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Aurora - a critique by Stephen Baxter and others
(08-18-2015, 07:11 PM)Rynn Wrote: I can't imagine the size of the ship necessary to take an entire planet's full of ecosystem. That's millions of species of just animals alone, let alone any other kingdom. You'd have to take a breeding population of all of them at least and even more of species that support others by providing food, shelter, pollination etc.

Legend has it that it runs about 300 cubits IIRCWink

(08-18-2015, 07:11 PM)Rynn Wrote: Genetic engineering and bots could shrink that number down as we've suggested if you can design things like robotic pollinators, soil species that fill multiple niches etc.

Agreed. And I suspect that if you can build a starship in the first place, your gengineering and automation skills are well beyond anything we can do today.

(08-18-2015, 07:11 PM)Rynn Wrote: I assume here your idea is that humans don't draw resources from this ecosystem? If the apex creatures are cats then they likely couldn't, humans requiring a lot more resources. But I suppose that if the journey was short enough you may be able to get away with stores of food, recycling technology and life support all to keep the humans alive until they can arrive and expand the ecosystem.

Depends on what you mean by 'drawing resources'. The crew would be engaging in some form of farming, which might include raising smaller animals for meat, milk, etc. Trees and plants could be onboard for both aesthetics and to process the atmosphere in whole or in part. In some cases, you might get protein from insects, algae, or some kind of cloning or gengineered organisms or plants. The farming in question would probably look more like some form of intensive indoor farming than km of fields like we use now.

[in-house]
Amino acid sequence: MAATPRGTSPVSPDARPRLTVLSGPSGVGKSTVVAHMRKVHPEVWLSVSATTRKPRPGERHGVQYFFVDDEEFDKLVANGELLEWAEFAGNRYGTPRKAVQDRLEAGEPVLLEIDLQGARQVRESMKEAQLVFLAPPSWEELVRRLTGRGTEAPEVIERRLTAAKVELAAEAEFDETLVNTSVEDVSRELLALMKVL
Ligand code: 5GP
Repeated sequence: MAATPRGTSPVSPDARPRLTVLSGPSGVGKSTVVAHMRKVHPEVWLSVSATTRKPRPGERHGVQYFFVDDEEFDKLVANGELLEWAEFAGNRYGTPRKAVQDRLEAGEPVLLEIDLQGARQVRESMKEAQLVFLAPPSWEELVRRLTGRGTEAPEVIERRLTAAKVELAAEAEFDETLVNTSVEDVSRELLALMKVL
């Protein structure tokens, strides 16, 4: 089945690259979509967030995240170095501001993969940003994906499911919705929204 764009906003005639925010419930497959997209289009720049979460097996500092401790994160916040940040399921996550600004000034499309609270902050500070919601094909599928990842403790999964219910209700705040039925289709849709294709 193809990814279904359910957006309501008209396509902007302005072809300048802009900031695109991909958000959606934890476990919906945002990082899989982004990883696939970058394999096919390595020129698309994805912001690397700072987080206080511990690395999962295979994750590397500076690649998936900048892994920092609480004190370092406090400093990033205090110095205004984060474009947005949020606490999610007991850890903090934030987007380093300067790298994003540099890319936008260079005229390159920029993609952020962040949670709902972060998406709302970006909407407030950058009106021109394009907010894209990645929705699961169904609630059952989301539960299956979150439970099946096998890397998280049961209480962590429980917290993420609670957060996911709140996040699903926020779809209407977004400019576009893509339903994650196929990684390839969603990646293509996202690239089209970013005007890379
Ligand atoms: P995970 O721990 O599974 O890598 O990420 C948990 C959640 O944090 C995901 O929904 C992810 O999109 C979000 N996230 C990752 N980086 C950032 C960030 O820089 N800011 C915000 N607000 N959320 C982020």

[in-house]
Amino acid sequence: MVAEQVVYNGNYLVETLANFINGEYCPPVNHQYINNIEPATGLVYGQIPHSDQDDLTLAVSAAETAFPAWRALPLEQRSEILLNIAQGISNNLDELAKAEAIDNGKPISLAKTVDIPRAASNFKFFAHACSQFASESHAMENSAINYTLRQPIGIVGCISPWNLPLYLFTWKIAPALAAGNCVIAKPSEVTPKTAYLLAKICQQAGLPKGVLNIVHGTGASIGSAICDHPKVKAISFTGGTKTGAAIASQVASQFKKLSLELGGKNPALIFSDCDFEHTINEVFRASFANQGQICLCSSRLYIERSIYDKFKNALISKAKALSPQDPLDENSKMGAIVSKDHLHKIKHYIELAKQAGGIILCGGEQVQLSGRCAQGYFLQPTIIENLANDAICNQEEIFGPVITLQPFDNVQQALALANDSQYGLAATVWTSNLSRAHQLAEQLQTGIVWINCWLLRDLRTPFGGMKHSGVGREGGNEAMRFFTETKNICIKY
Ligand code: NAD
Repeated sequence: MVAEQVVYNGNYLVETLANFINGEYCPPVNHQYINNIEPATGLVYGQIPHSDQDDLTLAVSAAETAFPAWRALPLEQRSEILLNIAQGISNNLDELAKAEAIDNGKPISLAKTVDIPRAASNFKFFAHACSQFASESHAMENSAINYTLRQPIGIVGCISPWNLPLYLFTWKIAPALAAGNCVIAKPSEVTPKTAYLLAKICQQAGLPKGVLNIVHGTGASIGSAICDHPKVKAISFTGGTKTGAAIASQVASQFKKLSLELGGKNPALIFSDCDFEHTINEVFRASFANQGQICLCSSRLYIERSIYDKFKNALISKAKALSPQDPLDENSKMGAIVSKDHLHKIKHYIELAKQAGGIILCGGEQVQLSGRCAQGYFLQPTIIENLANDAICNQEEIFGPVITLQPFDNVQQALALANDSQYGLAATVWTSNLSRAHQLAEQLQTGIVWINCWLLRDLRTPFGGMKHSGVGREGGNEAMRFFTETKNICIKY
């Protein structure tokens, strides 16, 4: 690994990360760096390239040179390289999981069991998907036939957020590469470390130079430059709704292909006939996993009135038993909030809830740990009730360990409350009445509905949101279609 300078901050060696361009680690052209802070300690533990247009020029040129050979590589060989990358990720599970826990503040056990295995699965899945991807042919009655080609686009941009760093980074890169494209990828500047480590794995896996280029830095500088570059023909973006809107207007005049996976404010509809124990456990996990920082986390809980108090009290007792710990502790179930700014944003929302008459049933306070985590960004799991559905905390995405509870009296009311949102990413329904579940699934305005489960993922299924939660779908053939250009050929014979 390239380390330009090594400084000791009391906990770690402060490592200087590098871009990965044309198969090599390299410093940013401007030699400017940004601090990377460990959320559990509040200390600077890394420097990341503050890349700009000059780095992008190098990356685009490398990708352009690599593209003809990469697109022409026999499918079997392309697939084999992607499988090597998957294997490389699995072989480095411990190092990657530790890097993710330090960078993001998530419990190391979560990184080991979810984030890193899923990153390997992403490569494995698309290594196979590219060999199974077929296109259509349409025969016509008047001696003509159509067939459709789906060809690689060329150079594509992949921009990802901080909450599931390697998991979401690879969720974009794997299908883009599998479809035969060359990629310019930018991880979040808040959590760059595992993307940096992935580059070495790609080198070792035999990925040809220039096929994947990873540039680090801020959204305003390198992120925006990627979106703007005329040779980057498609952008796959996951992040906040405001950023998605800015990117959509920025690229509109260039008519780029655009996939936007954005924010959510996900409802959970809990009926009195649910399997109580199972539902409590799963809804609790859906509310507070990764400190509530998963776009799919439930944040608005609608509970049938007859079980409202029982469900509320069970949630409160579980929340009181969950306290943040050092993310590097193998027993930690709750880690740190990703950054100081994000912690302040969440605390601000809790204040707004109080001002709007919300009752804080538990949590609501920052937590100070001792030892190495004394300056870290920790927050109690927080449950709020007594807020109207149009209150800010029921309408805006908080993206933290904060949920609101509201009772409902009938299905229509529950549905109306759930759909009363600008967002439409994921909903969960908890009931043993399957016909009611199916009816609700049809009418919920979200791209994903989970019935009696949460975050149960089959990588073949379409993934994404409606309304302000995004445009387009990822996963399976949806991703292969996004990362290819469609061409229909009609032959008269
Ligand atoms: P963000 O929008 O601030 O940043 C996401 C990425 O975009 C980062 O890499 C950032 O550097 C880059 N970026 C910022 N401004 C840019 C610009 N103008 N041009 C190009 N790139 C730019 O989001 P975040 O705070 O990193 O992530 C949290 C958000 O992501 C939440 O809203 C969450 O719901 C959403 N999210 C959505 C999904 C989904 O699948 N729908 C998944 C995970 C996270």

You certainly wouldn't have people just going out and picking fruit off random trees or hunting random animals (unless the ship was really large). But this wouldn't be so different from what we see in cities even now. You aren't going to find a lot of cows or wolves in a modern city. But you can find lots of plants and a range of smaller animals that live and die without big animals as part of the ecosystem.

A couple of centuries isn't all that long as interstellar trips go and from a tree's perspective may not be much at all. If we were looking at 500+ years to thousands of years of voyage time, I think you'd need a much bigger ship.

(08-18-2015, 07:11 PM)Rynn Wrote: Later in the setting technology could do the job of an ecosystem. An artificial ecosystem could replace the air, recycle waste and advanced medical technology might be able to provide all the symbiotic organisms humans need to properly survive. That's a deceptively monumental challenge though replacing the biological environment humans have spent their entire lineage evolving to fit within. Vecs would definitely have an advantage in colonisation.

Later in the setting you have thousands of years of experience at this kind of thing and tech that is more or less alive in its own right. Agree that vecs would have an advantage (but then machines are generally superior to biology (or have that potential) IMO).

(08-18-2015, 07:11 PM)Rynn Wrote: Which sets up a second strategy quite nicely: building an ecosystem from scratch. As difficult as it would be to transplant an ecosystem this is orders of magnitude more. You have to not only synthesise millions of organisms representing thousands of species but somehow apply them to an environment in the right order (likely artificially preparing that environment first) so that they thrive rather than die out in a huge wave. A lot of scope for failure there. Hmm....ideas for an entry about an early colonisation effort are percolating

I'm sure there would be failures and near-failures and wild successes all taking place in the 'mid-early' timeline when terraforming and hab creation were really hitting their stride. By Y11k though, you just bring in the big industiral grade bioforges, load the desired template (I'd like a 32B ecosystem please) and get out of the way while the whole thing is forged up and deployed in the appropriate order. Although, I suspect a lot of hobbyists like to noodle around with making things from scratch and writing their own templates.


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RE: Aurora - a critique by Stephen Baxter and others - by Drashner1 - 08-19-2015, 12:19 PM

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